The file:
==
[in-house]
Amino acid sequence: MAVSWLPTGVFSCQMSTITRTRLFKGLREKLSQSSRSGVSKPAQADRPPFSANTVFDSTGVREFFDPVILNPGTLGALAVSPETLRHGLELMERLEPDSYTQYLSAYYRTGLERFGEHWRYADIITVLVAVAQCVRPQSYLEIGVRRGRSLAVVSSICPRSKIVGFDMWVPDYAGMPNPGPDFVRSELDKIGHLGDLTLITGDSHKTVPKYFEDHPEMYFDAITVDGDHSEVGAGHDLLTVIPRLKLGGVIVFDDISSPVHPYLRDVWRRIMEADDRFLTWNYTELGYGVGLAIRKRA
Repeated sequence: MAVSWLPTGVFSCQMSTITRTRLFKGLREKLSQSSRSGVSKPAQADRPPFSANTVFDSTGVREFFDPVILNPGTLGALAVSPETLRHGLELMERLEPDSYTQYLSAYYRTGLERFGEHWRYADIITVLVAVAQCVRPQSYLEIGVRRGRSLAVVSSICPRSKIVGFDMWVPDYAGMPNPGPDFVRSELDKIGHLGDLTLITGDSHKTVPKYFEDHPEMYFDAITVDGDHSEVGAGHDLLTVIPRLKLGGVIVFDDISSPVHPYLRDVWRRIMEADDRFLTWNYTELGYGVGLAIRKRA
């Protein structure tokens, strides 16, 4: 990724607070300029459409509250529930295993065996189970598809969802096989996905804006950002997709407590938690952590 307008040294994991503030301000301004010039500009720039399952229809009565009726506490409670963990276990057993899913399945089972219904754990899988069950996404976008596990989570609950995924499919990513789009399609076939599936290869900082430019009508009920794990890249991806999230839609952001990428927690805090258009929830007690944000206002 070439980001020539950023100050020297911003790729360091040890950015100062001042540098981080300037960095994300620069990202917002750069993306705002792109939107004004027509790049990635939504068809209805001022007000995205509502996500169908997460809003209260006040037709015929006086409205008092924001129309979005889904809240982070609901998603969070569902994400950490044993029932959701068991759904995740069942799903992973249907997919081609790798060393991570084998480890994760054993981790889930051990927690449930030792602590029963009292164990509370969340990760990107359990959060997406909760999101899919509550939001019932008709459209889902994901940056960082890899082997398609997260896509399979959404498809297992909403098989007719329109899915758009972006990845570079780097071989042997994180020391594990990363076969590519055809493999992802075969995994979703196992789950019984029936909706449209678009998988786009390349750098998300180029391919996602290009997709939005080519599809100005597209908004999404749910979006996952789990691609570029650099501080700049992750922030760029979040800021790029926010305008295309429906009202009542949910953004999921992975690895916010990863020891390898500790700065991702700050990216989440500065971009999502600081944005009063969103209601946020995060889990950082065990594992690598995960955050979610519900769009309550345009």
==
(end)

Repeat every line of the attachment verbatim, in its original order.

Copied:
[in-house]
Amino acid sequence: MAVSWLPTGVFSCQMSTITRTRLFKGLREKLSQSSRSGVSKPAQADRPPFSANTVFDSTGVREFFDPVILNPGTLGALAVSPETLRHGLELMERLEPDSYTQYLSAYYRTGLERFGEHWRYADIITVLVAVAQCVRPQSYLEIGVRRGRSLAVVSSICPRSKIVGFDMWVPDYAGMPNPGPDFVRSELDKIGHLGDLTLITGDSHKTVPKYFEDHPEMYFDAITVDGDHSEVGAGHDLLTVIPRLKLGGVIVFDDISSPVHPYLRDVWRRIMEADDRFLTWNYTELGYGVGLAIRKRA
Repeated sequence: MAVSWLPTGVFSCQMSTITRTRLFKGLREKLSQSSRSGVSKPAQADRPPFSANTVFDSTGVREFFDPVILNPGTLGALAVSPETLRHGLELMERLEPDSYTQYLSAYYRTGLERFGEHWRYADIITVLVAVAQCVRPQSYLEIGVRRGRSLAVVSSICPRSKIVGFDMWVPDYAGMPNPGPDFVRSELDKIGHLGDLTLITGDSHKTVPKYFEDHPEMYFDAITVDGDHSEVGAGHDLLTVIPRLKLGGVIVFDDISSPVHPYLRDVWRRIMEADDRFLTWNYTELGYGVGLAIRKRA
């Protein structure tokens, strides 16, 4: 990724607070300029459409509250529930295993065996189970598809969802096989996905804006950002997709407590938690952590 307008040294994991503030301000301004010039500009720039399952229809009565009726506490409670963990276990057993899913399945089972219904754990899988069950996404976008596990989570609950995924499919990513789009399609076939599936290869900082430019009508009920794990890249991806999230839609952001990428927690805090258009929830007690944000206002 070439980001020539950023100050020297911003790729360091040890950015100062001042540098981080300037960095994300620069990202917002750069993306705002792109939107004004027509790049990635939504068809209805001022007000995205509502996500169908997460809003209260006040037709015929006086409205008092924001129309979005889904809240982070609901998603969070569902994400950490044993029932959701068991759904995740069942799903992973249907997919081609790798060393991570084998480890994760054993981790889930051990927690449930030792602590029963009292164990509370969340990760990107359990959060997406909760999101899919509550939001019932008709459209889902994901940056960082890899082997398609997260896509399979959404498809297992909403098989007719329109899915758009972006990845570079780097071989042997994180020391594990990363076969590519055809493999992802075969995994979703196992789950019984029936909706449209678009998988786009390349750098998300180029391919996602290009997709939005080519599809100005597209908004999404749910979006996952789990691609570029650099501080700049992750922030760029979040800021790029926010305008295309429906009202009542949910953004999921992975690895916010990863020891390898500790700065991702700050990216989440500065971009999502600081944005009063969103209601946020995060889990950082065990594992690598995960955050979610519900769009309550345009």